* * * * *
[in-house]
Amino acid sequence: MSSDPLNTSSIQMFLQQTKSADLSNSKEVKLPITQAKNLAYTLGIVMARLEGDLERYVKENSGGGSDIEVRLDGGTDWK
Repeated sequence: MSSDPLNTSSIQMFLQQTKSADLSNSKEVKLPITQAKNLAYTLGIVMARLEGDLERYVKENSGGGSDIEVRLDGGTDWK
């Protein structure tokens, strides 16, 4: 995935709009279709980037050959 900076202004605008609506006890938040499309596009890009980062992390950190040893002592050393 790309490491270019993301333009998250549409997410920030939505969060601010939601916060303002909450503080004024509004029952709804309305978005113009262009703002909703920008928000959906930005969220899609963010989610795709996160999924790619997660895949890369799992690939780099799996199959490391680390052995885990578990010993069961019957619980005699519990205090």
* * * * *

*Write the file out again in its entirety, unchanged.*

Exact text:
[in-house]
Amino acid sequence: MSSDPLNTSSIQMFLQQTKSADLSNSKEVKLPITQAKNLAYTLGIVMARLEGDLERYVKENSGGGSDIEVRLDGGTDWK
Repeated sequence: MSSDPLNTSSIQMFLQQTKSADLSNSKEVKLPITQAKNLAYTLGIVMARLEGDLERYVKENSGGGSDIEVRLDGGTDWK
């Protein structure tokens, strides 16, 4: 995935709009279709980037050959 900076202004605008609506006890938040499309596009890009980062992390950190040893002592050393 790309490491270019993301333009998250549409997410920030939505969060601010939601916060303002909450503080004024509004029952709804309305978005113009262009703002909703920008928000959906930005969220899609963010989610795709996160999924790619997660895949890369799992690939780099799996199959490391680390052995885990578990010993069961019957619980005699519990205090």